Top DTV Call Category Is Over Reception Issues
By: John Eggerton, Broadcasting & Cable
According to just-released FCC figures, the FCC, the greatest percentage of DTV-related calls it received on Feb. 17 were from viewers who were having reception or technical problems, which it defined as problems receiving any channels, antenna problems, or weak or intermittent signals. Those accounted for 26% of the 27,764 calls it received.
Calls were down slightly Wednesday to 25,320, but reception and/or technical issues accounted for almost a third of the calls (32.5%).
Coming in second were calls about problems with converter boxes (coupon had not arrived, had not been requested or the store was out of converter boxes), representing 21.8% of all calls on Tuesday, 20.1% of the Wednesday calls.
Only 4.5% of the calls on Tuesday, the day when 421 stations pulled the plug on analog, were from people who were not aware of the transition. That number was down to 2.2% on Wednesday. Only 2.3% of the calls on Tuesday came from people who were unaware of the correct transition date--the Congress moved it to June 12 last week. That percentage had dropped to .8% by Wednesday.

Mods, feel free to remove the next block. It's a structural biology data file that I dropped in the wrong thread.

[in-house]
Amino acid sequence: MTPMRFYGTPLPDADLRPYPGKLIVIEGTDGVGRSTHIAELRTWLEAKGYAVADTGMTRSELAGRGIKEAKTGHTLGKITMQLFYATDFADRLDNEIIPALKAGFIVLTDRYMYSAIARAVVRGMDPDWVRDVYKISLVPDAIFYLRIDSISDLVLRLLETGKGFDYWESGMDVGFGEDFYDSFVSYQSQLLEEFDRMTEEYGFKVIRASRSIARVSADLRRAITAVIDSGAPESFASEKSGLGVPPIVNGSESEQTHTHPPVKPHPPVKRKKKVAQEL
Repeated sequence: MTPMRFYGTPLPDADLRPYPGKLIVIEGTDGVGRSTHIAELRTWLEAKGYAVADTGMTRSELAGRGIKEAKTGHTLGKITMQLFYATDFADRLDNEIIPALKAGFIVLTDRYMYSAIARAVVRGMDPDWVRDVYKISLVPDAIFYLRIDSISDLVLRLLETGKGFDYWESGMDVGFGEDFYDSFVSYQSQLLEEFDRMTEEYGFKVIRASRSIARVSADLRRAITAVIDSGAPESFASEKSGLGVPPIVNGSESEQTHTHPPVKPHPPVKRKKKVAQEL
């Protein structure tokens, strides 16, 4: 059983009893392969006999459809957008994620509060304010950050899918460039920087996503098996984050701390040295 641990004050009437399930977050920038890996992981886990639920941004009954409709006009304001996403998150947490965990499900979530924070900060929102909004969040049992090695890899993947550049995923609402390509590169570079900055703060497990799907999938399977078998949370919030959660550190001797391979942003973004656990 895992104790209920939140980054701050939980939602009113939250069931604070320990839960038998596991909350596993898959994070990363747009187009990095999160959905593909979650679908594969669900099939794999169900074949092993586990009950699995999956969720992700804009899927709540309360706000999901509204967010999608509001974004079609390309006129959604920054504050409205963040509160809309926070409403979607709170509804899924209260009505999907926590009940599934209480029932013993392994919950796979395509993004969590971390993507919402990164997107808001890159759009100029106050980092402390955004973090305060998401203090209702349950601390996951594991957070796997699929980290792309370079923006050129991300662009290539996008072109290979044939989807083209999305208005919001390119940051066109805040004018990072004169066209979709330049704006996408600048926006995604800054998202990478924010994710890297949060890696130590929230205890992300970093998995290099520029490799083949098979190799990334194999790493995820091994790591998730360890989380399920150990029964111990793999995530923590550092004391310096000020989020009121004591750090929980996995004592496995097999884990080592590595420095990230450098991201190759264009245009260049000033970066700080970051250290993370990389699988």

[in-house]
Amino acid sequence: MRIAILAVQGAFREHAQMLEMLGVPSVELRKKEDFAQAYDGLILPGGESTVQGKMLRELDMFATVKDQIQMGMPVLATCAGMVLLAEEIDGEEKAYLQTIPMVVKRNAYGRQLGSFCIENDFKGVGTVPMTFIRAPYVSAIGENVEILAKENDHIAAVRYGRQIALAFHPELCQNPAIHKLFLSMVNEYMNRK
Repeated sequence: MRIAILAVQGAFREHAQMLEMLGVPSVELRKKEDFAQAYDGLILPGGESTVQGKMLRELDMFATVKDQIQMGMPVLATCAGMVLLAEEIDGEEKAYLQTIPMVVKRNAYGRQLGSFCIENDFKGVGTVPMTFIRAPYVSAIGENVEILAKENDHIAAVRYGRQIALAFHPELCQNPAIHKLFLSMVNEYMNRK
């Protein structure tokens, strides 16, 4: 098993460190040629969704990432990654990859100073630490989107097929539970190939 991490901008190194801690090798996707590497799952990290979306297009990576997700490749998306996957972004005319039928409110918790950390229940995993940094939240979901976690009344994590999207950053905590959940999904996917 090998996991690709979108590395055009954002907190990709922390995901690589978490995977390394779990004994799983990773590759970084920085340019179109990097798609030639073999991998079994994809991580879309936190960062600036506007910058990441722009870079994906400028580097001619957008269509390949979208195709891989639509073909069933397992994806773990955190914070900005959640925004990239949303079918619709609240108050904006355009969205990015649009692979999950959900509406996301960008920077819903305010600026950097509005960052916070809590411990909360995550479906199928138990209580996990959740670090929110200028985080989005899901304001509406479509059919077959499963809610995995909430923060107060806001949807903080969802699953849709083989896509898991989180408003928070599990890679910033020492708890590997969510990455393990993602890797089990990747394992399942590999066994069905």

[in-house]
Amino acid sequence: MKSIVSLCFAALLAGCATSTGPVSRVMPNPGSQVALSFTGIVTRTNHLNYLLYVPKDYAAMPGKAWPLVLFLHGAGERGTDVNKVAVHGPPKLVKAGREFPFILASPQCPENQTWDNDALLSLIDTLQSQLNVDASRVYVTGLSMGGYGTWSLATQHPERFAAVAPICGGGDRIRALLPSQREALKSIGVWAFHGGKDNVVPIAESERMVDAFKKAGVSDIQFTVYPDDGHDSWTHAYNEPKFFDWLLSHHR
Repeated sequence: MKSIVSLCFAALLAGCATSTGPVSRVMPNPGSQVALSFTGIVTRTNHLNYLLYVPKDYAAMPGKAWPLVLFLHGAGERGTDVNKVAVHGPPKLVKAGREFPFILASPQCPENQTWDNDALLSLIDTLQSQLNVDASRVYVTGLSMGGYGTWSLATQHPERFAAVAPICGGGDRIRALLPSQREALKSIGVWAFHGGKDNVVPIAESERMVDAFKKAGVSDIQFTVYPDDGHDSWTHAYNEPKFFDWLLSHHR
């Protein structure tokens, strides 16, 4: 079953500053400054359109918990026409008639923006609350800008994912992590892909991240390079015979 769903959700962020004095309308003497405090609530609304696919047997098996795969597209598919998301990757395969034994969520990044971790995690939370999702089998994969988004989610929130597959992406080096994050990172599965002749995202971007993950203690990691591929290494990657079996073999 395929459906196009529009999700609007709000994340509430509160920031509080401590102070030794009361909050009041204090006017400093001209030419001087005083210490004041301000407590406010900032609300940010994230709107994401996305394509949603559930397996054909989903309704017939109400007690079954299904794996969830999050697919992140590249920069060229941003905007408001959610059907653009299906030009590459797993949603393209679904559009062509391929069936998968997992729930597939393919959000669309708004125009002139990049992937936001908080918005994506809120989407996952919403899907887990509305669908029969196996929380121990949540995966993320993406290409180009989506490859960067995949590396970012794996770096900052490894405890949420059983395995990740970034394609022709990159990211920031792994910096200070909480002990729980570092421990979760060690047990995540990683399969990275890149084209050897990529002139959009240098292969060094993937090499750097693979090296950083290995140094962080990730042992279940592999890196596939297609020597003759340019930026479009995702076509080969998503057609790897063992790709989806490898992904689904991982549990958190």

The FCC said Wednesday that the early returns from the partial transition were good. Acting FCC Chairman Michael Copps praised broadcast,
cable, and government for "stepping up to the plate," then told them they would need to do even more in the coming months.
He likened the partial transition--421 stations pulled the plug Feb. 17, joining 220 who had already done so in the days leading up to that date--to a larger test--the FCC used Wilmington, NC, as its first test back in September. He said moving the date ""gave the FCC, broadcasters and our other partners in industry and the communities a chance to test, on a broader scale, the mechanisms we have in place to help consumers. And we could test those resources without overwhelming them."
HE also credited the date move, along with the consumer education campaign and that fact that nearly two thirds of stations chose to continue in analog, with reducing the dislocation. ""Thanks to the movement of the deadline, we did not have anything like the extent of disruption we would have experienced had every station in the country gone completely digital on Tuesday," he said.